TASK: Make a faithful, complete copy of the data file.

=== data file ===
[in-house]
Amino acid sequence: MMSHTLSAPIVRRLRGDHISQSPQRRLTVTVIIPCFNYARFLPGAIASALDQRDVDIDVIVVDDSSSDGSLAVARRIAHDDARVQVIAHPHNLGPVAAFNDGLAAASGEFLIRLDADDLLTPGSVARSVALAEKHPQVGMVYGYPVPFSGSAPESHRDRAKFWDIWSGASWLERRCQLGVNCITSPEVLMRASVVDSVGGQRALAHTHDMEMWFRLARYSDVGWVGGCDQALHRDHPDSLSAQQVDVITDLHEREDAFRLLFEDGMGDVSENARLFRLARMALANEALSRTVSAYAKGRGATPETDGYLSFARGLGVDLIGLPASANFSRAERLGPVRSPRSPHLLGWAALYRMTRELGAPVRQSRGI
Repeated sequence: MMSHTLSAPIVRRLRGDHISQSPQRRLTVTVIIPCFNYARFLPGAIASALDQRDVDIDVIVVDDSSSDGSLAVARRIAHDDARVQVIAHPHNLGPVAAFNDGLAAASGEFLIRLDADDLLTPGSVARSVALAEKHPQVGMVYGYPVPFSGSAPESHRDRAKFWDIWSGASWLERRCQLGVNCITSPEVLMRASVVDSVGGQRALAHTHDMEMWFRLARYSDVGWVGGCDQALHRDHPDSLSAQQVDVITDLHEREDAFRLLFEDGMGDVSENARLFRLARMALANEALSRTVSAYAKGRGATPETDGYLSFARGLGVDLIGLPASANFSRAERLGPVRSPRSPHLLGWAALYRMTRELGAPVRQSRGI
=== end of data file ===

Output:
[in-house]
Amino acid sequence: MMSHTLSAPIVRRLRGDHISQSPQRRLTVTVIIPCFNYARFLPGAIASALDQRDVDIDVIVVDDSSSDGSLAVARRIAHDDARVQVIAHPHNLGPVAAFNDGLAAASGEFLIRLDADDLLTPGSVARSVALAEKHPQVGMVYGYPVPFSGSAPESHRDRAKFWDIWSGASWLERRCQLGVNCITSPEVLMRASVVDSVGGQRALAHTHDMEMWFRLARYSDVGWVGGCDQALHRDHPDSLSAQQVDVITDLHEREDAFRLLFEDGMGDVSENARLFRLARMALANEALSRTVSAYAKGRGATPETDGYLSFARGLGVDLIGLPASANFSRAERLGPVRSPRSPHLLGWAALYRMTRELGAPVRQSRGI
Repeated sequence: MMSHTLSAPIVRRLRGDHISQSPQRRLTVTVIIPCFNYARFLPGAIASALDQRDVDIDVIVVDDSSSDGSLAVARRIAHDDARVQVIAHPHNLGPVAAFNDGLAAASGEFLIRLDADDLLTPGSVARSVALAEKHPQVGMVYGYPVPFSGSAPESHRDRAKFWDIWSGASWLERRCQLGVNCITSPEVLMRASVVDSVGGQRALAHTHDMEMWFRLARYSDVGWVGGCDQALHRDHPDSLSAQQVDVITDLHEREDAFRLLFEDGMGDVSENARLFRLARMALANEALSRTVSAYAKGRGATPETDGYLSFARGLGVDLIGLPASANFSRAERLGPVRSPRSPHLLGWAALYRMTRELGAPVRQSRGI